The City of Victoria’s efforts to ban plastic bags were squashed by a Supreme Court ruling Thursday morning. (Black Press Media file photo)

Victoria’s plastic-bag ban ended by Supreme Court of Canada

City’s leave to appeal lower court’s decision denied

Plastic bags won’t be banned in the City of Victoria any time soon.

The Supreme Court of Canada has dismissed the City’s application for a leave to appeal the decision that halted efforts for a plastic bag ban.

In September 2019, the City filed the leave to appeal the B.C. Court of Appeal’s decision to quash the plastic bag bylaw. Lobbyist group the Canadian Plastic Bag Association (CPBA) began pushing back in January 2018, and argued at the time that the bylaw’s main goal was to target environmental issues, a provincial jurisdiction, and that the municipality had stepped out of line passing it as an economic strategy. The BC Court of Appeals agreed, meaning that the city’s bylaw was dissolved until it got provincial approval.

If it the appeal been granted, the City would have been able to schedule a hearing to appeal the fall decision.

“I’m disappointed but not surprised,” said Victoria Mayor Lisa Helps. “The Supreme Court only takes on 10 per cent of cases.”

With the leave for appeal dismissed, the lower court’s decision stands. As is customary for a leave to appeal decision, the Supreme Court does not issue any reasons for its decision.

READ ALSO: Victoria businesses remain plastic-bag free, despite court ruling

Helps said that regardless of the legals standing, the now-defunct Checkout Bag Regulation Bylaw, which regulated the issuance and sale of single-use plastic bags in the city starting July 1, 2018, has “eliminated more than 17 million plastic bags from reaching the landfill.”

“That achievement is too great for us to turn our backs on. And our recent scans tell us that our community continues to avoid plastic bags despite these setbacks,” Helps said. “Moving forward, we’re going to continue to look for every opportunity to reduce plastic waste, which includes working with our provincial and national governments to develop high and shared standards.”

Helps said the City is confident it will see bold leadership from the Province of B.C. in their Plastics Action Plan.

READ ALSO: City to look at options after BC Court of Appeal sides with plastic bag industry

After the municipal bylaw came into effect on July 1, 2018, businesses were instructed to instead offer paper or reusable bags for purchase, or else they would face heavy fines.

In response to the Supreme Court decision, the CPBA said in a statement that it welcomes the decision to “respect limits” placed on B.C. municipalities’ authority when addressing environmental issues.

The association said the City’s Bylaw could have “unintended and harmful effects” and claimed research “available to the City has shown that plastic bags typically outperform paper bags.”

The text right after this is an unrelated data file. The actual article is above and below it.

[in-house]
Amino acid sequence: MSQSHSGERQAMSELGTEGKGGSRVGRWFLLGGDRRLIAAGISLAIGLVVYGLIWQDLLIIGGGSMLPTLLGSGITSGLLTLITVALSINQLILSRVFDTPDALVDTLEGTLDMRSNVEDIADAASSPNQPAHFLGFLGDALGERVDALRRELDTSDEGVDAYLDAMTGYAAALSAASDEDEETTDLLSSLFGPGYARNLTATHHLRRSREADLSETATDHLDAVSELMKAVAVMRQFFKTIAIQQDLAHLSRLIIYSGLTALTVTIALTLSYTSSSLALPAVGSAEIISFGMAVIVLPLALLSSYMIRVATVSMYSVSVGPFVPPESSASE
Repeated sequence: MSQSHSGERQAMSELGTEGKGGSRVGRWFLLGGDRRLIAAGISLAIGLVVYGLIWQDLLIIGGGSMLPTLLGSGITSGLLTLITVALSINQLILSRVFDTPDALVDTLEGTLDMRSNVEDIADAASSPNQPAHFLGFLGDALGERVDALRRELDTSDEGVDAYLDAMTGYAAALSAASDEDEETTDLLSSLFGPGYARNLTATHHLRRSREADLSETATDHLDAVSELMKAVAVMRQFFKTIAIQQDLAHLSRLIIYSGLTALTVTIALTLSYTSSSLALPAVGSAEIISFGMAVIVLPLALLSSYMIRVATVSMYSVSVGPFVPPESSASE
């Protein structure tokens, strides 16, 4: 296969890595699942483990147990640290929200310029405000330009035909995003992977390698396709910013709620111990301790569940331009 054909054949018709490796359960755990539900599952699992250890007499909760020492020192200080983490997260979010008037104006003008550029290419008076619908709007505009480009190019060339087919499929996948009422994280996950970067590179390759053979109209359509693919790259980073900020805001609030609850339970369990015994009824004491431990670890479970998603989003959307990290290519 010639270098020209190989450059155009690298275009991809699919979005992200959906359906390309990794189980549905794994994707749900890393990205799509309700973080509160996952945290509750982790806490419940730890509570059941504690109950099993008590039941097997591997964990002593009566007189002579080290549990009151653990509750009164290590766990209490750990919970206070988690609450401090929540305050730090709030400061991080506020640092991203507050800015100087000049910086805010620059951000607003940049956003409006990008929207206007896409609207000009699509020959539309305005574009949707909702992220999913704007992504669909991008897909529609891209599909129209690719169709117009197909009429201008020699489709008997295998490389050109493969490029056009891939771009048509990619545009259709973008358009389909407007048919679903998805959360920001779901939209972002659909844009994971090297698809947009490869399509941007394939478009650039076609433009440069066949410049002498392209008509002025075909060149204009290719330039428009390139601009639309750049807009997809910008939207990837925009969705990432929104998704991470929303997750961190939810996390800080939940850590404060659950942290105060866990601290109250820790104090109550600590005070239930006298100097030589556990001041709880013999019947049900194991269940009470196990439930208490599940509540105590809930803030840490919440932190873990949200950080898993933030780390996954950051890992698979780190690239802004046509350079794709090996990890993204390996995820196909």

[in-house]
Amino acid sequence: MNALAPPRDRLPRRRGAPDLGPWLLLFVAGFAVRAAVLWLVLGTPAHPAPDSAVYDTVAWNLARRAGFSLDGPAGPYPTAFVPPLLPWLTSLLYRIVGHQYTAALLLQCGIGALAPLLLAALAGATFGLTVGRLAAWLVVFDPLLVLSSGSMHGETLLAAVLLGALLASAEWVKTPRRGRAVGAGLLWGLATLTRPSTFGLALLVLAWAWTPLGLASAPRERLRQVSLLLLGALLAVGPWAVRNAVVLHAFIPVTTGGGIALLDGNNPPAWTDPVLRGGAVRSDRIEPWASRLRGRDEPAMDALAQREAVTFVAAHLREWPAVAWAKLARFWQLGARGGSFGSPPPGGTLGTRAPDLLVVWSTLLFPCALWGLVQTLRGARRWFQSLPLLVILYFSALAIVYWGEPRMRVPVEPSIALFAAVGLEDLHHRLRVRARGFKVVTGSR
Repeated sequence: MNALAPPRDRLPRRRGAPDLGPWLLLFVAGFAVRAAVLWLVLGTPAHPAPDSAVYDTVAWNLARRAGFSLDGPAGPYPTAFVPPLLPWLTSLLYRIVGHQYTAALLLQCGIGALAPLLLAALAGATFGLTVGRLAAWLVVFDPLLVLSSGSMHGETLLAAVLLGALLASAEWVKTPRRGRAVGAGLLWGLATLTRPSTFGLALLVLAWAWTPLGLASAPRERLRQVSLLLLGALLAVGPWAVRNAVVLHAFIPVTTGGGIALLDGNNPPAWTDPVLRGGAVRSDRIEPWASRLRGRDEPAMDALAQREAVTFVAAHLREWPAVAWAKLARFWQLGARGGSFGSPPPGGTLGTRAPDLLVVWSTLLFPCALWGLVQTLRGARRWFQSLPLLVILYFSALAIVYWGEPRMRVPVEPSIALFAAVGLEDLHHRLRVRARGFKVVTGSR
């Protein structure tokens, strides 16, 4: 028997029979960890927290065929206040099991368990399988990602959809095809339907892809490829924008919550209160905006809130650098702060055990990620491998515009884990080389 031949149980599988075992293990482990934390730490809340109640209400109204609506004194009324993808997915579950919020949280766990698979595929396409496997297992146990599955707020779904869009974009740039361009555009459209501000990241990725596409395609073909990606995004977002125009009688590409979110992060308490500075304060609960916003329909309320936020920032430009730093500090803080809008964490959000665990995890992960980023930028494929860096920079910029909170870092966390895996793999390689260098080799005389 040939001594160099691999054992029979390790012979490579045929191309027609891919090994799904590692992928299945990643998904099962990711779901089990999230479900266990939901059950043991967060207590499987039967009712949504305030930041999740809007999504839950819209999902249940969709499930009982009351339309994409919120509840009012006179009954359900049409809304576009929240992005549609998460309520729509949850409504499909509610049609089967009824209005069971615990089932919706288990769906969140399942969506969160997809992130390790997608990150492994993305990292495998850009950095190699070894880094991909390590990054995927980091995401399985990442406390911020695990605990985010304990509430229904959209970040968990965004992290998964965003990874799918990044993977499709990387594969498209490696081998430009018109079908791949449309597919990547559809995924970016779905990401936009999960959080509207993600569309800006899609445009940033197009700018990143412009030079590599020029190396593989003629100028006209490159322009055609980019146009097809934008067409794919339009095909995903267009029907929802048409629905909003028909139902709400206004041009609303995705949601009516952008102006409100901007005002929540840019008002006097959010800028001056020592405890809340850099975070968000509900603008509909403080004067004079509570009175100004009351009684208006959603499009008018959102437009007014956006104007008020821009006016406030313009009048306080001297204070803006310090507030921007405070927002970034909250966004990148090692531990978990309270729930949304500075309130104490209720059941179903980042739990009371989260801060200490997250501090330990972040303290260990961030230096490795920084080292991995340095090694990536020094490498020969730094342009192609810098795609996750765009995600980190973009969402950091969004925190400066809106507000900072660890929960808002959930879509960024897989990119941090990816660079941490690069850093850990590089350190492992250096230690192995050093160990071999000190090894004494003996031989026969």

The CPBA also said in many ways, plastic bags are “the best packaging option given they can be recycled and are “less carbon intensive.” The association said it will work with the province to address packaging and recycling issues.

Helps said the municipality will now submit a revised version of the bylaw to the province for approval, with an intention of doing so in the next few weeks.

With files from Kendra Crighton, Nicole Crescenzi.

City of VictoriaPlastic Bag BanPlastic Bags

Get local stories you won't find anywhere else right to your inbox.
Sign up here

Just Posted

Grant applications approved for Crofton to Maple Bay Trail and Fuller Lake Arena roof replacement

North Cowichan also planning to look into illegal secondary suites

North Cowichan launches survey on the future of community engagement

Clarifying how community input can influence the municipal decision-making process one of the goals

Unofficial holidays: Here’s what people are celebrating for the week of Sept. 20 to 26

Rabbit Day, Hobbit Day and One-Hit Wonder Day are all coming up this week

Lairds mark landmark 65th anniversary this summer

Love story endures the test of time and not defeated by COVID pandemic

Many reasons motorists need to slow down

Construction, back to school, people walking dogs, riding bikes all factors

B.C. or Ontario? Residential school survivors fight move of court battle

It’s now up to Ontario’s Court of Appeal to sort out the venue question

B.C. transportation minister will not seek re-election

Claire Trevena has held the position since 2017

Body discovered floating in water near Lasqueti Island

JRCC reports personnel aboard fishing vessel made the find

Young B.C. cancer survivor rides 105-km with Terry Fox’s brother

Jacob Bredenhof and Darrell Fox’s cycling trek raises almost $90,000 for cancer research

B.C. migrant, undocumented workers rally for permanent residency program

Rally is part of the Amnesty for Undocumented Workers Campaign led by the Migrant Workers Centre

Is it time to start thinking about greener ways to package cannabis?

Packaging suppliers are still figuring eco-friendly and affordable packaging options that fit the mandates of Cannabis Regulations

Preparations underway for pandemic election in Saskatchewan and maybe B.C.

Administrators in B.C. and around the country are also looking to expand voting by mail during the pandemic

Nearly 20 per cent of COVID-19 infections among health-care workers by late July

WHO acknowledged the possibility that COVID-19 might be spread in the air under certain conditions

Ferry riders say lower fares are what’s most needed to improve service

Provincial government announces findings of public engagement process

Most Read